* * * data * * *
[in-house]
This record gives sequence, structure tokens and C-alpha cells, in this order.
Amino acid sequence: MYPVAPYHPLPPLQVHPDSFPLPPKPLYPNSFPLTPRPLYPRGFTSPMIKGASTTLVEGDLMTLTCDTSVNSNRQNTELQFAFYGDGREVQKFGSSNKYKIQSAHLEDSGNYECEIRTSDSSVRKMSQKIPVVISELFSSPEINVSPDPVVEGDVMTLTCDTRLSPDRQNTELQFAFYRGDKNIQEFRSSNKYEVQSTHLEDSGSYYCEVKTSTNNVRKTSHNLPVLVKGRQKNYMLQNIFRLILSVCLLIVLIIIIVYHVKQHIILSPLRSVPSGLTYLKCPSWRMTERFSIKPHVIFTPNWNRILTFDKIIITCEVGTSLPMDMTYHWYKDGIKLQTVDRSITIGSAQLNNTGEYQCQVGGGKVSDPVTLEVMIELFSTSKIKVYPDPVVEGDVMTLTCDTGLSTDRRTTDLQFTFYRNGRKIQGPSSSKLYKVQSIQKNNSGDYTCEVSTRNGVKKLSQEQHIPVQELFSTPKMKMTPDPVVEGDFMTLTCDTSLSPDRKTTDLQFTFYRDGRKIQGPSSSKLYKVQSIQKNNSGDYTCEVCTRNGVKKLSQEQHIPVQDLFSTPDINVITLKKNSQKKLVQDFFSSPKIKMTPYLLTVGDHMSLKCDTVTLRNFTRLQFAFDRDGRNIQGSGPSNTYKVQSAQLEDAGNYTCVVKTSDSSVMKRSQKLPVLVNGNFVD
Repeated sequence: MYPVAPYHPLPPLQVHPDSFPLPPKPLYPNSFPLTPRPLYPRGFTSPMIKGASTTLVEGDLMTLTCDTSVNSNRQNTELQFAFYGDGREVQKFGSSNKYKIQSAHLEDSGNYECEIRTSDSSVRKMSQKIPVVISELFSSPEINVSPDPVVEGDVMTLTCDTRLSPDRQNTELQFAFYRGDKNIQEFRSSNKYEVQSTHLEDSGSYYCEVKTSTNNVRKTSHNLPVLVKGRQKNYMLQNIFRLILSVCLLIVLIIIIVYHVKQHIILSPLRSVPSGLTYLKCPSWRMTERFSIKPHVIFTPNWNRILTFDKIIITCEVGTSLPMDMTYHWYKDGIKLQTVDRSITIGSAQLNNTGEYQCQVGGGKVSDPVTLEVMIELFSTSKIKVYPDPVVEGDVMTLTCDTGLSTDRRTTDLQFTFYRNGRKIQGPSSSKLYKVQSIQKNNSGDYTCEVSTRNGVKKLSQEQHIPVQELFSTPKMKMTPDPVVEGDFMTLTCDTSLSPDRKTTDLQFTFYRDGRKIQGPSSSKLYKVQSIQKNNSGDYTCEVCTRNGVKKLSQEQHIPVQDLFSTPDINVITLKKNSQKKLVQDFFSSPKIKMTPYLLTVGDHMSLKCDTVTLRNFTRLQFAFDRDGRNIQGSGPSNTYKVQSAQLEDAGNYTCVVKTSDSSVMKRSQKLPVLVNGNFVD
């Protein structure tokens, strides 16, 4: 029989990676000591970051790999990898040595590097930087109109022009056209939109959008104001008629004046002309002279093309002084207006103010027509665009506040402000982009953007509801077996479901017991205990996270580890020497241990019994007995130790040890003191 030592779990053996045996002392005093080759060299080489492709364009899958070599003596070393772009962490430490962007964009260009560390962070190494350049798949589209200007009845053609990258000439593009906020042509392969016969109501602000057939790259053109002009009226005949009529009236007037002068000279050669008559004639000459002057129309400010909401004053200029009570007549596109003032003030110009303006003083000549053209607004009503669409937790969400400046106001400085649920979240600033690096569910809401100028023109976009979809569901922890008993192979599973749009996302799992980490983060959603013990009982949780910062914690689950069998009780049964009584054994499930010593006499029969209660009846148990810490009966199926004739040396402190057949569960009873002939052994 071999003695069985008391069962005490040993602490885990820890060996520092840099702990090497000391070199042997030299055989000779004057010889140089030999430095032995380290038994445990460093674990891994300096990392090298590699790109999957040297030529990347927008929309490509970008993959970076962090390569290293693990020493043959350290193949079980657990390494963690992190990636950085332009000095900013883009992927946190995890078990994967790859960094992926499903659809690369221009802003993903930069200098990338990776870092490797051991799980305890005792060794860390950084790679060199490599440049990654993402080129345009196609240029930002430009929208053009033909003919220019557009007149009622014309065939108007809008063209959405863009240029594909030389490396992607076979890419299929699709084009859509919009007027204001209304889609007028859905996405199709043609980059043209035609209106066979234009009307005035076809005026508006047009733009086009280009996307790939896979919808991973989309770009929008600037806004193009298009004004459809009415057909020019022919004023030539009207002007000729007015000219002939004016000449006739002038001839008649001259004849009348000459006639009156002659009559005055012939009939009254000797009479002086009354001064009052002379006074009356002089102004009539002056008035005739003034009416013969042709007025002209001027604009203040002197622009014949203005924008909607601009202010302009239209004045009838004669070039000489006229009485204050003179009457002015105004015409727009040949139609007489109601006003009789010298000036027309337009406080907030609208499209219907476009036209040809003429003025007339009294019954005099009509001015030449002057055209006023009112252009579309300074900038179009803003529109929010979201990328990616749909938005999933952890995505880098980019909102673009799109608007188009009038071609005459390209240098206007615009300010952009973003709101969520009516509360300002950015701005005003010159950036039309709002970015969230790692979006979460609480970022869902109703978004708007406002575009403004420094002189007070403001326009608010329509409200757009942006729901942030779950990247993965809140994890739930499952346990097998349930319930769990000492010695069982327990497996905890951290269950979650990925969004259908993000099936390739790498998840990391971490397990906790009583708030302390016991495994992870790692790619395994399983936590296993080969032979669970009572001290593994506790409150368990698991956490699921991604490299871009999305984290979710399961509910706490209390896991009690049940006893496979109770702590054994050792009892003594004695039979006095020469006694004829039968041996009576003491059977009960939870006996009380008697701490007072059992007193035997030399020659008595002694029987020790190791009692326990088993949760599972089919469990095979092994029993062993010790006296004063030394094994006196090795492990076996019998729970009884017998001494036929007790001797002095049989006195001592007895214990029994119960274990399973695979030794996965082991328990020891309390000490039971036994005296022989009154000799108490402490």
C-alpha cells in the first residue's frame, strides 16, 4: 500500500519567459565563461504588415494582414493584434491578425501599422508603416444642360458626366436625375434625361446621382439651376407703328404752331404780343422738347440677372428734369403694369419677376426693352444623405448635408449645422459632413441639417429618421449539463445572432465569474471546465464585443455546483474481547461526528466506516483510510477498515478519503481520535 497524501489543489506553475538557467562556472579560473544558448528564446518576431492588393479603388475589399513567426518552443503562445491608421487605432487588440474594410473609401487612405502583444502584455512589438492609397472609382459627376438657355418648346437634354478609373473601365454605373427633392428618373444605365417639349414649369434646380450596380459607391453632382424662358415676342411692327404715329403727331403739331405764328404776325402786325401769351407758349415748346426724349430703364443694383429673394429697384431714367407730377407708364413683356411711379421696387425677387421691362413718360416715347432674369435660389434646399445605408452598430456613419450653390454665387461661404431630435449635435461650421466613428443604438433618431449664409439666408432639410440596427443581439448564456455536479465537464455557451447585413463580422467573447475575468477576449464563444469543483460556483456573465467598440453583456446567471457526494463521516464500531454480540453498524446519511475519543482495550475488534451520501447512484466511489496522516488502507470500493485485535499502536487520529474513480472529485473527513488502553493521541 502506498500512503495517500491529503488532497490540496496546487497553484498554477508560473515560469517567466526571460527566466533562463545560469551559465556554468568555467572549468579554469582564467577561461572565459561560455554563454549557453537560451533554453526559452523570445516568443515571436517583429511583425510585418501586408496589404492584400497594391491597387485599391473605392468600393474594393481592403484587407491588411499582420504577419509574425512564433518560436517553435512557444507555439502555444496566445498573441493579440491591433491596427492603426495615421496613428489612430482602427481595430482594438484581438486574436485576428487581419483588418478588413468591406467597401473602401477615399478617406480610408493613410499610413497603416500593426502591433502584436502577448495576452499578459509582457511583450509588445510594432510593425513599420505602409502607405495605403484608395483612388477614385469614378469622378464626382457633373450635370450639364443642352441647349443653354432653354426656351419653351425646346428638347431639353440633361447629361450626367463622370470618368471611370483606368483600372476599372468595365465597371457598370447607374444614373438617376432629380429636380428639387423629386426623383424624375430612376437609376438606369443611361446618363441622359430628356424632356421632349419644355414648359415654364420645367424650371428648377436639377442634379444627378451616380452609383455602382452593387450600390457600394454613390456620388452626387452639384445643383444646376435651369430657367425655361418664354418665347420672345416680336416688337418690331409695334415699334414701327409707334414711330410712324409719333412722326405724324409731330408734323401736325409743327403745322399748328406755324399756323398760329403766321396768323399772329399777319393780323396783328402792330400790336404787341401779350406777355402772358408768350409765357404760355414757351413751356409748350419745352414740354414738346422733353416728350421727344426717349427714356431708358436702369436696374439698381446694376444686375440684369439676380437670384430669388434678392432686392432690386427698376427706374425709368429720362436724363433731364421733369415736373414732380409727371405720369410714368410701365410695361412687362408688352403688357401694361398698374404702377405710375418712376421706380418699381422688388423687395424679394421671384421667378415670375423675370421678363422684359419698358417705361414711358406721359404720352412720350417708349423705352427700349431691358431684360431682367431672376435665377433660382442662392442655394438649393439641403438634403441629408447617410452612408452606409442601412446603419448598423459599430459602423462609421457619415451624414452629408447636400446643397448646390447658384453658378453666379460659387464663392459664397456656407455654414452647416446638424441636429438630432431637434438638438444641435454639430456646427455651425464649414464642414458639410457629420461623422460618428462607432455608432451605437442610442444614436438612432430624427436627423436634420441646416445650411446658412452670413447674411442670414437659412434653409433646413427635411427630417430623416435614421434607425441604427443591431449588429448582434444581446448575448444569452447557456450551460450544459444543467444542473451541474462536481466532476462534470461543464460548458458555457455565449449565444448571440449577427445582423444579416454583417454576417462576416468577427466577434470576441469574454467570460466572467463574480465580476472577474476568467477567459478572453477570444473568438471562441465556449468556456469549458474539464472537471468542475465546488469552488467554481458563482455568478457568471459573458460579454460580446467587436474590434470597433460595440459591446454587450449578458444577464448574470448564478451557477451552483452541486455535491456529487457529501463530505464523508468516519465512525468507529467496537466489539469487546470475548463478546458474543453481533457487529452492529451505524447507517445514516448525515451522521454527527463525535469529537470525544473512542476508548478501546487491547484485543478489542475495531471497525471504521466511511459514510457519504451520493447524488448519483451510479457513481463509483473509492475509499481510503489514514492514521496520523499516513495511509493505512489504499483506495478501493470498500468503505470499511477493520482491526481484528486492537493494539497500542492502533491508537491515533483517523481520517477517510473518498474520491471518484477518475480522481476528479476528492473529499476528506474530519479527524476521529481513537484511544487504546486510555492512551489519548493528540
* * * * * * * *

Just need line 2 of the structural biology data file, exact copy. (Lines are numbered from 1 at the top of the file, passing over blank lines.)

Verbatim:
This record gives sequence, structure tokens and C-alpha cells, in this order.